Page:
Designs bring structure to the chaos. They can be illuminating intellectual conceptions. A design seeks to guide developers to create a particular software release formed from current ideas. It is an anticipated solution, often to a murky and ambiguous situation. It's a best guess as seen from the perspective of today. A design presents a hope about a future, a desired outcome as seen from long before. Sometimes designs are fluid, open to opportunity and serendipity. Other times they're not -- especially in a bureaucratic workplace. In such situations designs often include plans that specify what gets done when by whom -- a frozen design to be executed by worker-bees. Sometimes this plan reaches years into the future. Such circumstances are an evident absurdity to any but the most naive (or Machiavellian) observer. The latter is particularly pernicious in organizations whose culture rewards false precision over accuracy, posturing, and resource contention. It's the old human game of power vs. performance, all over again.

Designs are snapshots in time, an illusion of how things were (as soon as the notion occurred, it began to age). In such an unchanging world, nothing is learned along the way; insights can be simply dismissed. Neither optimizations nor new algorithms ever occur, so all can be safely ignored. A frozen design deems code to be written based solely on what is known today. What needs to be known is known; or is simple and straightforward to discern and recognize, or so some designers of the "expansive elaboration" persuasion would have us believe.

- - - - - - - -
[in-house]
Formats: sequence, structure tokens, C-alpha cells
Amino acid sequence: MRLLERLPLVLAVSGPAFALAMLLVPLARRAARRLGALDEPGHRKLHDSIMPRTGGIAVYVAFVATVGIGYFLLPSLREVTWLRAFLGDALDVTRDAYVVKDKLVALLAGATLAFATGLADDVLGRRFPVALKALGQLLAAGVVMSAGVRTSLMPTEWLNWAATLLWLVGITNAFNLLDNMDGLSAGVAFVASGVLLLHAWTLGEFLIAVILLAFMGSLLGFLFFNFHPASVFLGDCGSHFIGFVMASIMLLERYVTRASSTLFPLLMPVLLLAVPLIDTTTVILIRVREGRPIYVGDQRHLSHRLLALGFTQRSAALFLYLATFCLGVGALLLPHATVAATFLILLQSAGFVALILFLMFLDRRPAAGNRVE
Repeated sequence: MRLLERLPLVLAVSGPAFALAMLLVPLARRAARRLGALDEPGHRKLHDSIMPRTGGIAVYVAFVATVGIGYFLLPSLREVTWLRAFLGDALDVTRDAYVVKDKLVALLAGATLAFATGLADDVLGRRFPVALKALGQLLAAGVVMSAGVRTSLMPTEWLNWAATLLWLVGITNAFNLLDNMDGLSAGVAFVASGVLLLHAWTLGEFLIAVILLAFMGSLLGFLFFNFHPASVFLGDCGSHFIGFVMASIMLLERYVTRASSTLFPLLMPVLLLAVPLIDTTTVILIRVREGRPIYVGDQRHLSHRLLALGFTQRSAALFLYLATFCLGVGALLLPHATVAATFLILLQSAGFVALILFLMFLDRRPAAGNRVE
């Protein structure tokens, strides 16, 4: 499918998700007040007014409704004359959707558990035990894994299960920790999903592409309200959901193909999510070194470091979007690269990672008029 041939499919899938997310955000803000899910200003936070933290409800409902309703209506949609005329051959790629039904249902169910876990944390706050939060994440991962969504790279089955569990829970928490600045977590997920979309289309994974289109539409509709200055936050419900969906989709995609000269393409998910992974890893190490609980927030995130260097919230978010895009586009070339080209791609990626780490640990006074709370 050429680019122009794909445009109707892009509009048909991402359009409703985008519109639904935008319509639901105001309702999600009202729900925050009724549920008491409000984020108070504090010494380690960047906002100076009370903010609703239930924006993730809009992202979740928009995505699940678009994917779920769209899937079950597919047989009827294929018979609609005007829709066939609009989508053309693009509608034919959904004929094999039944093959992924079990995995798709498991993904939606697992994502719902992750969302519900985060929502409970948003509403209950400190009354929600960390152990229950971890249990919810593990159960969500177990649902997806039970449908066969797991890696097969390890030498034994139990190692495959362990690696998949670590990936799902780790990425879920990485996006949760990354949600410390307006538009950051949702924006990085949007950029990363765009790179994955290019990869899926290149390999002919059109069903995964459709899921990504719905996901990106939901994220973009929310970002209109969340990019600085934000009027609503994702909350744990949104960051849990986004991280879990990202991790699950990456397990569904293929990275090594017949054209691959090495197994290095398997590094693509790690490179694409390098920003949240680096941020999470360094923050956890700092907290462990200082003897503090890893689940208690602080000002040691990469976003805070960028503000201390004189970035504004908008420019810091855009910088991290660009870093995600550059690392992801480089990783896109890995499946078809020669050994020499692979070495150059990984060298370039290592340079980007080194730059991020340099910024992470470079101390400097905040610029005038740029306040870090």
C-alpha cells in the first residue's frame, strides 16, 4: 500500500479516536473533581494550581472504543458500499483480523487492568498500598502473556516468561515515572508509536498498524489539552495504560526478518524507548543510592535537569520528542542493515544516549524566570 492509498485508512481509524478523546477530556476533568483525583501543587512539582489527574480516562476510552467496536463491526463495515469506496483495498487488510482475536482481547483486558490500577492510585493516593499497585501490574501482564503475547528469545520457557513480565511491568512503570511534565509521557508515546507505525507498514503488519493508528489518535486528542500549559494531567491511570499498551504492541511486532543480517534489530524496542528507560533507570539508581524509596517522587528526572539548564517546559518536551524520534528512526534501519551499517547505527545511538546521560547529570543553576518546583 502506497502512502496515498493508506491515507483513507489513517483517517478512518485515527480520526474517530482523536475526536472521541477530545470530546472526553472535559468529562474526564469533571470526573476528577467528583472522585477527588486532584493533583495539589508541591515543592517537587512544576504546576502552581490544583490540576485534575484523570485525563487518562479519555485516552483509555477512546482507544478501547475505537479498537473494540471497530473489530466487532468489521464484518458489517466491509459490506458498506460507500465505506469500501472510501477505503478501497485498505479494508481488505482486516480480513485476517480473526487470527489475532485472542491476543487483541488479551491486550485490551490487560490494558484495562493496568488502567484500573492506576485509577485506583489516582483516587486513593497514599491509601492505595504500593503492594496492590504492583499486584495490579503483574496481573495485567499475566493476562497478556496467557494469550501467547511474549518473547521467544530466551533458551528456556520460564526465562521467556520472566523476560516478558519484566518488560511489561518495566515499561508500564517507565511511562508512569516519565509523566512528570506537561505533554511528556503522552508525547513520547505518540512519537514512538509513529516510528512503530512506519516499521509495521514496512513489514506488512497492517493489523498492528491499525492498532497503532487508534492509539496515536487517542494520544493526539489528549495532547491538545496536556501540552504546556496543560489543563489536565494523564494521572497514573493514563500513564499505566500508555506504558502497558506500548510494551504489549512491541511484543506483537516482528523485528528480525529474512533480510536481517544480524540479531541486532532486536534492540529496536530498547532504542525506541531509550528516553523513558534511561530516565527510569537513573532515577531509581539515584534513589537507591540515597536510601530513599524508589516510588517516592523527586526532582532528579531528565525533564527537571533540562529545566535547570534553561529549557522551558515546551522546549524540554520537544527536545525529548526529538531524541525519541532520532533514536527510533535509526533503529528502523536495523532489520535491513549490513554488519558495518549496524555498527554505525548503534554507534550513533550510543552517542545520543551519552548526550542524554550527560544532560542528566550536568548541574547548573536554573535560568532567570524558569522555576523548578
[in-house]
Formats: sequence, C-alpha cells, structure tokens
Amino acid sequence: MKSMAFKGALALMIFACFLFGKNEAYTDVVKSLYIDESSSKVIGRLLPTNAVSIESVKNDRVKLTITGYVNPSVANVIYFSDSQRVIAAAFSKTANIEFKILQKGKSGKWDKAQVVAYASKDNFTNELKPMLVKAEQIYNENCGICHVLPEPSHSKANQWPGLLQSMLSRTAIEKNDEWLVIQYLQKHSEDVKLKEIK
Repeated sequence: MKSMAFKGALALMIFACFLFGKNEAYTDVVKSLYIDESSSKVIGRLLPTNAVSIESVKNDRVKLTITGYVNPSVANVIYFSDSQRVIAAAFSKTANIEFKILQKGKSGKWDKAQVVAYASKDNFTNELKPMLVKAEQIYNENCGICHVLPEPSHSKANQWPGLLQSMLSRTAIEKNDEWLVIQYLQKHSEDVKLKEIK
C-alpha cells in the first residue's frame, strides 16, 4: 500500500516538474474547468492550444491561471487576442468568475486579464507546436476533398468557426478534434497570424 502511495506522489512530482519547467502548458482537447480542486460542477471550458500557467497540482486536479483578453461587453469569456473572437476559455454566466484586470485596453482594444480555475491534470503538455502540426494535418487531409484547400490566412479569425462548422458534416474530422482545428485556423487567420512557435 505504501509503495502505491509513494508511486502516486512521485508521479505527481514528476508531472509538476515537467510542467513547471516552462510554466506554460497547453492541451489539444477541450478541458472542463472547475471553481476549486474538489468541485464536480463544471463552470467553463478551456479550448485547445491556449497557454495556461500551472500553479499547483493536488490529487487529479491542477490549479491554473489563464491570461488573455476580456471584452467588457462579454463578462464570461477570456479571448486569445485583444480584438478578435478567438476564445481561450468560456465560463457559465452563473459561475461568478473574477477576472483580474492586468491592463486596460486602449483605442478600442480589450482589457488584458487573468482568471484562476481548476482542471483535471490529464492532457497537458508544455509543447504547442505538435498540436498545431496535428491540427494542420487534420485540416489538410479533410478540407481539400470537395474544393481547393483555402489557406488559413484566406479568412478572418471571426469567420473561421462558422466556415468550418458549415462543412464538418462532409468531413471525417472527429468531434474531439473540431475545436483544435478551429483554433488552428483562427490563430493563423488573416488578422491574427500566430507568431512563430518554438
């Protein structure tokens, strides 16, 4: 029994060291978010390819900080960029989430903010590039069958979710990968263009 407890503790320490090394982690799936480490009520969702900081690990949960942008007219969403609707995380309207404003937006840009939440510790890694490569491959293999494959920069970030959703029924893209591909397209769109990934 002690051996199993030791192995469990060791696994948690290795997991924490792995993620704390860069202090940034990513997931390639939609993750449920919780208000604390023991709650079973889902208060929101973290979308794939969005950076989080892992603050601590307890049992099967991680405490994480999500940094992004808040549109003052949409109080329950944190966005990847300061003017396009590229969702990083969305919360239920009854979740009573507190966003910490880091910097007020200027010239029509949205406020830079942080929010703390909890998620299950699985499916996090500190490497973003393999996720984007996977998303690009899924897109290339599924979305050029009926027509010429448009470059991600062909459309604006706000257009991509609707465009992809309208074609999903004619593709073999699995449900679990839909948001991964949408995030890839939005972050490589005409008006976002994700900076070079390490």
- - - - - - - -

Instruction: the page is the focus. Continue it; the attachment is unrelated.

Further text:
A frozen design becomes historic: ignorant of every tomorrow. All mismatch between design and outcome becomes a measure of waste, of muda. Irreplaceable time, priceless attention, and synergistic opportunities are all lost. Binding to a hope of tomorrow, instead of a fact of today, limits a design in equal measure. How dated is the design? That's a key question in assessing the value of a design, as are considerations of how fast things are changing. Circumstances will change, designs are anticipatory -- a planned solution. Designs are hope.